Volume 17 • Issue 27 | Nov. 26 - Dec. 02, 2004

The crowd at BLVD on the Lower East Side for the November French Tuesday party. The monthly events at different locations bring together young French professionals and their American counterparts.

Vive la différence, French and Francophiles meet Tuesdays

By Camille Le Gall

It’s Tuesday night and young chic French people are drinking champagne, dancing wildly and showing off. But we are not in Paris – we are in New York City.

Tuesdays have become one of the hottest tickets in town, drawing hundreds of young New Yorkers - Americans as well as French and others who call New York home - to parties held twice a month in Manhattan. “I love the friendly atmosphere. And I like to hear people speaking French, Spanish or Italian. It makes me escape from my Anglo-Saxon world,” said Artaud Charles, an American originally from Haiti who is in his thirties.

On this November night, the place chosen was BLVD club on the Lower East Side.

The venues change each time - parties have been held before at Lotus, Marquee, Battery Gardens in Lower Manhattan and P.M. - but they’re all stylish and in the most fashionable districts of Manhattan. Choosing the places is crucial, said Pierre Battu, co-organizer of French Tuesdays. “That is why we have someone who looks for hot new places,” he said.

“Tuesdays have become the biggest after work party in New York” claims Battu. Between 600 and 800 people dress up on these Tuesday nights to taste a French atmosphere around wine, music and a little je-ne-sais-quoi that makes the party different from any other in the Big Apple. “I love the music; French but also Latino and African. And people are very well dressed: You don’t see that often in New York,” said Angeles Valenzuela, 35, from Argentina, who is a publicist for a French jewelry brand.

But not anyone can come. You must be on French Tuesdays’ mailing list to get an invitation and the only way to get on the list is to be recommended by two members. You can show up the night of the party and offer to pay $20 to get in, but there are no guarantees: entrance is at the discretion of the person at the door.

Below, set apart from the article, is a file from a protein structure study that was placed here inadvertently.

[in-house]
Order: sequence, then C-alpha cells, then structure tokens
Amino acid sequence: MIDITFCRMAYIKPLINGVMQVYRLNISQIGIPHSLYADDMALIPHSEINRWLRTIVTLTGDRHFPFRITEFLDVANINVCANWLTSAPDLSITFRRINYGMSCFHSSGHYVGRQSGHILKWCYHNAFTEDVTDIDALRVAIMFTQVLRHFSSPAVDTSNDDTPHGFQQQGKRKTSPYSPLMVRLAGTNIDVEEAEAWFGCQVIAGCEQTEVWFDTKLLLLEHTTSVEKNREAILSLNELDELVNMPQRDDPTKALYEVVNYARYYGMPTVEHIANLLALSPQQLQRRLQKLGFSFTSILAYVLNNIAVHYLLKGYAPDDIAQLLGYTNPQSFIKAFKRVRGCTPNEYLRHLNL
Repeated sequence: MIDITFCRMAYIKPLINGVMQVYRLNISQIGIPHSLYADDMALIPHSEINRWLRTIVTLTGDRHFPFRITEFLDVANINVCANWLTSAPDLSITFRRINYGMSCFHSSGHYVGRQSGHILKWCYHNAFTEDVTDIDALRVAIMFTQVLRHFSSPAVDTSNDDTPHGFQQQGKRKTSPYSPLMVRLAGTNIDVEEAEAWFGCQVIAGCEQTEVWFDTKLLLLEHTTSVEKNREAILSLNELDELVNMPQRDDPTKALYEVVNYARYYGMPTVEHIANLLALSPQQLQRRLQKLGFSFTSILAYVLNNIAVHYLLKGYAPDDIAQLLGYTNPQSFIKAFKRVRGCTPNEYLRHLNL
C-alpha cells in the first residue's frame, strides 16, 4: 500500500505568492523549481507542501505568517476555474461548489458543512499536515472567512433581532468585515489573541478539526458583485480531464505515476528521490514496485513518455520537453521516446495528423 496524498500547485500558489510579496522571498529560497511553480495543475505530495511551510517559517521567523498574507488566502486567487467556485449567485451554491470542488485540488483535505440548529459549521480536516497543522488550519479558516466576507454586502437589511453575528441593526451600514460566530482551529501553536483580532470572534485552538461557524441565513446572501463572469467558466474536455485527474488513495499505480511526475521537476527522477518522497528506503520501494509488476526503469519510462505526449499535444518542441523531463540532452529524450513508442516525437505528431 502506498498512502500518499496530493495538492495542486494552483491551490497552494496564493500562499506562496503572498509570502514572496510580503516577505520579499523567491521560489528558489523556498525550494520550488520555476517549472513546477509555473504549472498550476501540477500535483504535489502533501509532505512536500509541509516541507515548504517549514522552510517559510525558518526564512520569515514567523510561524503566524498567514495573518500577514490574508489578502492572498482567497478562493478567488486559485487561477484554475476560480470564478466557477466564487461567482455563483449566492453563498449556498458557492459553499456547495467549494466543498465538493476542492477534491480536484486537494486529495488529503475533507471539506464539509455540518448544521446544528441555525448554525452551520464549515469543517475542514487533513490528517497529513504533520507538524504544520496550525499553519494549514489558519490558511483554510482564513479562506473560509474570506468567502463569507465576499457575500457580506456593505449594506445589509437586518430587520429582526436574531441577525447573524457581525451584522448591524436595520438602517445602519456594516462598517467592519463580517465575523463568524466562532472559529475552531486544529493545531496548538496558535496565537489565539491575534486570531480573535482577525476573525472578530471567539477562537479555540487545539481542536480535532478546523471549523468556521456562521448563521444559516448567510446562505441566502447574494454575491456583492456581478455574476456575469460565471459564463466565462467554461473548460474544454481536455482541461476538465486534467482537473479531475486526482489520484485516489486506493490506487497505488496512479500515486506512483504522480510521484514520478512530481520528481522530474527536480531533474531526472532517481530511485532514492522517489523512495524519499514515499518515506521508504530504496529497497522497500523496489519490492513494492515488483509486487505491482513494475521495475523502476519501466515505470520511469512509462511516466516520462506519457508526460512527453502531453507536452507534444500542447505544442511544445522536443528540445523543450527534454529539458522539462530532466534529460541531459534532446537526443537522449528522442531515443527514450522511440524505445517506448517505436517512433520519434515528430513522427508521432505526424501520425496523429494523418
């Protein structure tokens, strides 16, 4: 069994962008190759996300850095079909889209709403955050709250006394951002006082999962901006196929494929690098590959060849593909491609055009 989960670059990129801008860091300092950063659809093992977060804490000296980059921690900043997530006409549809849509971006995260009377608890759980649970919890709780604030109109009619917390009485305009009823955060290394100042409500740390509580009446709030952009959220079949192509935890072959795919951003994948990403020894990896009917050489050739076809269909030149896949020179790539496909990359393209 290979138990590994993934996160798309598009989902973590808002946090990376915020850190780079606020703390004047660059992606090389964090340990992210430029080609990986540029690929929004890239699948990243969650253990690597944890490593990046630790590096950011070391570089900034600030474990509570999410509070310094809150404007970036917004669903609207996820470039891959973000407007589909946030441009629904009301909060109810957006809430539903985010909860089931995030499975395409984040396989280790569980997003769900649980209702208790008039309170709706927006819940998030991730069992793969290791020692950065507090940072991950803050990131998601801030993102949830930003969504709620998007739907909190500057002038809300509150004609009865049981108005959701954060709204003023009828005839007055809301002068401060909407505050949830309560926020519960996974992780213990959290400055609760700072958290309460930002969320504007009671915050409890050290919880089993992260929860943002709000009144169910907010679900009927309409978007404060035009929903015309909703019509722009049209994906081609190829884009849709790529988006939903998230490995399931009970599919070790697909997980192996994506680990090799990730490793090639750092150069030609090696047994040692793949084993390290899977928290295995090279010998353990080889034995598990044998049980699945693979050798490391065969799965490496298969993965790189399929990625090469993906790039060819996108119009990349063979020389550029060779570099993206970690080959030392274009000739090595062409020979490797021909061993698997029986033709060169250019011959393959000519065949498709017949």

You don’t need to speak French. There’s plenty of English spoken too. Many who come out are in their early 30s. “The man/woman ratio is very good” said Kris Karson, a 31-year-old American who works for a consulting company.

It is the second time that Karson has come. He likes the “slightly different flavor” of French Tuesdays. Even though he doesn’t “truly understand French culture,” the man is here to have fun and to meet some interesting people.

Unlike other New York parties, the dress code is strict. “Business chic”, Battu explains. Men must wear jackets and sneakers are not allowed. “We believe that when you go out, you have to put in an effort” he said.

Vincent Treussier, 31, a financial analyst, says he wished he could have worn jeans. But Eric Brun, 46, president of the American subsidiary of a French company, said, “I think it is good. Otherwise, you can get any kind of people.”

Brun also likes that the parties begin right after work at 7.30 p.m. and end by 1 a.m. “At least, you can go to bed not too late,” he said.

Melanie Santizo, 27, from Guatemala, adds she has gotten used to going out early in the week, even though she “wouldn’t normally go out on a Tuesday”.

Battu and his friend Gilles Amsallem came up with the idea of French Tuesdays in March 2002 when French bashing in the United States was at its peak. The war in Iraq had just started and France had clearly opposed it.

About 50 people came to that first party. “It was supposed to be temporary, but then it spread,” Battu said. “We’ve had a lot of success, without any organized publicity campaign.”

The original idea was to encourage French people and Americans to socialize. Brun tries to summarize the Franco-American relationship in one sentence: “It’s a mix. Americans find us arrogant, but we fascinate them.” Shalini, a New Yorker who comes to French Tuesdays to find new clubs, not for the company says: “Even though they can, French people don’t want to speak English.”

Three young Frenchmen in their twenties, who refused to give their names in fear of not being invited back, are nevertheless critical of the concept of French Tuesdays. One mocked “old people [who] pretend they’re young and young people [who] pretend they’re old.” Apparently, it is chic to criticize French Tuesdays, but still go. Though, they acknowledge that in their first days in New York, such parties helped them to feel more confident.

Amir Bagheri, a 21-year-old Frenchman doing an internship at a bank in the city, says he finds French Tuesdays too elitist. “Those guys are swollen headed because they’re in New York. They think they are the masters of the world. And instead of trying to meet other people, they take the easy way sticking with French people only.” But he understands why coming to French Tuesdays can be fun for Americans. “For them, it’s interesting. The place is fine, the music is good and people are nice to look.”

The next rendezvous should take place at AER (409 W. 13th St.) on Dec. 7. The party is free for the registered members, $20 for the others. For more info, check www.frenchtuesdays.com.

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